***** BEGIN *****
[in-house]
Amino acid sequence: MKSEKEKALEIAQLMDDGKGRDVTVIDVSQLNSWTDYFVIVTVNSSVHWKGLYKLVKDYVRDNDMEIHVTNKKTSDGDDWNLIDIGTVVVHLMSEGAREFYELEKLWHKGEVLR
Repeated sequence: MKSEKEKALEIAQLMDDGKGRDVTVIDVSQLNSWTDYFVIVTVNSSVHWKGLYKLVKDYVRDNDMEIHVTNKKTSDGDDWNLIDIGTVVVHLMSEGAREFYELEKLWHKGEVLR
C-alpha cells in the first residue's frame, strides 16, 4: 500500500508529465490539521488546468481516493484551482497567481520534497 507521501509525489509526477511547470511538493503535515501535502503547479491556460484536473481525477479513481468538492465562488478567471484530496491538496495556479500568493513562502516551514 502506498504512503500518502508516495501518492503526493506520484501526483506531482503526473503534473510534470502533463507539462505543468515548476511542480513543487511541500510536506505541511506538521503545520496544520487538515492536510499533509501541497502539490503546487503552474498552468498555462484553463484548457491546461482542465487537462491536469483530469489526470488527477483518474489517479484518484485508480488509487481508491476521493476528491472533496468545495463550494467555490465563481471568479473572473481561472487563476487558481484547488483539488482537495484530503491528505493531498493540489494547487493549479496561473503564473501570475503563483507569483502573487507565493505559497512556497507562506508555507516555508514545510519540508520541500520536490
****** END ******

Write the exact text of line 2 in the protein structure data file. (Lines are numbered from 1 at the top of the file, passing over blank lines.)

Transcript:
Amino acid sequence: MKSEKEKALEIAQLMDDGKGRDVTVIDVSQLNSWTDYFVIVTVNSSVHWKGLYKLVKDYVRDNDMEIHVTNKKTSDGDDWNLIDIGTVVVHLMSEGAREFYELEKLWHKGEVLR